Tonga is among 14 Island nation delegates taking part in the ISLANDS Pacific Project - the largest funded anti-pollution project in the Pacific Islands, which deals with toxic chemicals and waste management. It gives support in the form of grants, training, information, data sharing and collaborative activities for the safe recycling of hazardous waste in the region.
The Project's first Sustainable Management of Hazardous Chemicals and Waste in the Pacific Islands initiative, was held in Suva, Fiji, from 15-17 November.
Representatives of the UN Environment Programme (UNEP), Green Growth Knowledge Partnership (GGKP) and The Secretariat of the Pacific Regional Environment Programme (SPREP), also attended the meeting.
Tonga's chief environmentalist, Mafile’o Masi, said the ISLANDS Pacific Project is meant to help us better manage hazardous waste and chemicals, and in some cases will include solid waste and all other waste. It will help to to improve the proper management of waste in the outer islands.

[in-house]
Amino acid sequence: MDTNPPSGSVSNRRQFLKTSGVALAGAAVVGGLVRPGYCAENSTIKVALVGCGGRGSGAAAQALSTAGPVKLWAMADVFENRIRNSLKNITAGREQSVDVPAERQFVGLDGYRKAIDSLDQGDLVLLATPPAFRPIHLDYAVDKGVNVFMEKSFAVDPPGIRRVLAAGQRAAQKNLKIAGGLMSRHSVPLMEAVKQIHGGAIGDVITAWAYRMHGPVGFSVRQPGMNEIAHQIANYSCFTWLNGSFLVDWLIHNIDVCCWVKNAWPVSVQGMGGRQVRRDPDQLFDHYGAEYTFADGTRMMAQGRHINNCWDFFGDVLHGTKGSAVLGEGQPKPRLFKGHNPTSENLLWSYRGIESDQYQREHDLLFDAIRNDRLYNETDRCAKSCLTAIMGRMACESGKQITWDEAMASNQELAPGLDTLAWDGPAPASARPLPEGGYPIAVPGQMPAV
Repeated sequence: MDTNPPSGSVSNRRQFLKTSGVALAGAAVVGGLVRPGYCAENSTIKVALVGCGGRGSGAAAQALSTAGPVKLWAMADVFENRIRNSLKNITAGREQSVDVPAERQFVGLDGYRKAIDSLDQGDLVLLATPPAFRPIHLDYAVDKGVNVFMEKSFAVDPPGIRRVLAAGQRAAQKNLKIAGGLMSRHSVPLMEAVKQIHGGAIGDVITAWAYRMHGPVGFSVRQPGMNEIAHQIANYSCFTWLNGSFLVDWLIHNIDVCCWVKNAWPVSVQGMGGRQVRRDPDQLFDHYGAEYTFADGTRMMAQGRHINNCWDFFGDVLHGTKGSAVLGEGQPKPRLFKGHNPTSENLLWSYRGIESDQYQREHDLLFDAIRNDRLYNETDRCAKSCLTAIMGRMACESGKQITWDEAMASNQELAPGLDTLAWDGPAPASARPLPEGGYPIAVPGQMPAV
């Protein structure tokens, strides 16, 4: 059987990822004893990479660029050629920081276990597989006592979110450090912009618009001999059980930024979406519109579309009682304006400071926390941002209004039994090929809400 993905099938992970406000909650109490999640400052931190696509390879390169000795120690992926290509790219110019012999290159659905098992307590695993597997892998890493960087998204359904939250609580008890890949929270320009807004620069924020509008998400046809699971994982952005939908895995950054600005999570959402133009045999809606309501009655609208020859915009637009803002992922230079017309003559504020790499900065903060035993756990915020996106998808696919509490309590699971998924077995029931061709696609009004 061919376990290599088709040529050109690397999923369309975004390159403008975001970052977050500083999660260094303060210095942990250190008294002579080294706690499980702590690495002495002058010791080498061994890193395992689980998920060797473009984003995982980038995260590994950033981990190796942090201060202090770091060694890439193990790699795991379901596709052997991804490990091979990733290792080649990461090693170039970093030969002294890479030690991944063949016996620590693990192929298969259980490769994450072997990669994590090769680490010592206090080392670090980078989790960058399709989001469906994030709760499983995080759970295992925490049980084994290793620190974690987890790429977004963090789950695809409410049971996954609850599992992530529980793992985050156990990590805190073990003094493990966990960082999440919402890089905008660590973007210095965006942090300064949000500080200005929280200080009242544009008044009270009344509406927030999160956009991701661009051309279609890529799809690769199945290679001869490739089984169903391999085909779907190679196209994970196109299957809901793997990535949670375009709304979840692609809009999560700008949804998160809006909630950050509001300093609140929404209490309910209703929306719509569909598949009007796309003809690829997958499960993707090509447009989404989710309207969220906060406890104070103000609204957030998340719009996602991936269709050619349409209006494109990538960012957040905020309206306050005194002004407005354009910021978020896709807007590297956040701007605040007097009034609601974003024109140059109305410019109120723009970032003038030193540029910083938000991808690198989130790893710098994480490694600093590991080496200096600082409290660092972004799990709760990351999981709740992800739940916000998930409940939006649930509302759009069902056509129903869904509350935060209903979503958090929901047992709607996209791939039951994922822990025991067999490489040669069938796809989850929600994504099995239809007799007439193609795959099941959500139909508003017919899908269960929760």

“In our case, it matters because we’ll be able to climate-proof our landfill sites, which are dump sites in two of our outer islands, Ha’apai and ‘Eua”.
This was the first meeting of the Steering Committee for the ISLANDS Pacific Project, led by the UNEP and implemented regionally by SPREP, and funded by the Global Environment Facility (GEF).
The Project also aims to raise awareness and implement practical steps for the safe recycling and disposal of collected hazardous waste.
The objective of the Project is to identify the sources of and key contributors to hazardous waste and chemical pollutants, and to bring the attention of stakeholder and influencer groups, towards the usage of end-of-life vehicles (ELVs), E-waste, Mercury, Plastics and Used Oil. This will help avoid the build-up of Persistent Organic Pollutants (POPs) and mercury materials in the ecosystem.
The Project is backed by US$20 million in GEF funding plus an additional US$94 million in co-financing (in-kind) contributions.
It is believed that with the availability of financial resources, countries can move beyond small gestures with limited influence, towards activities that result in real transformational changes.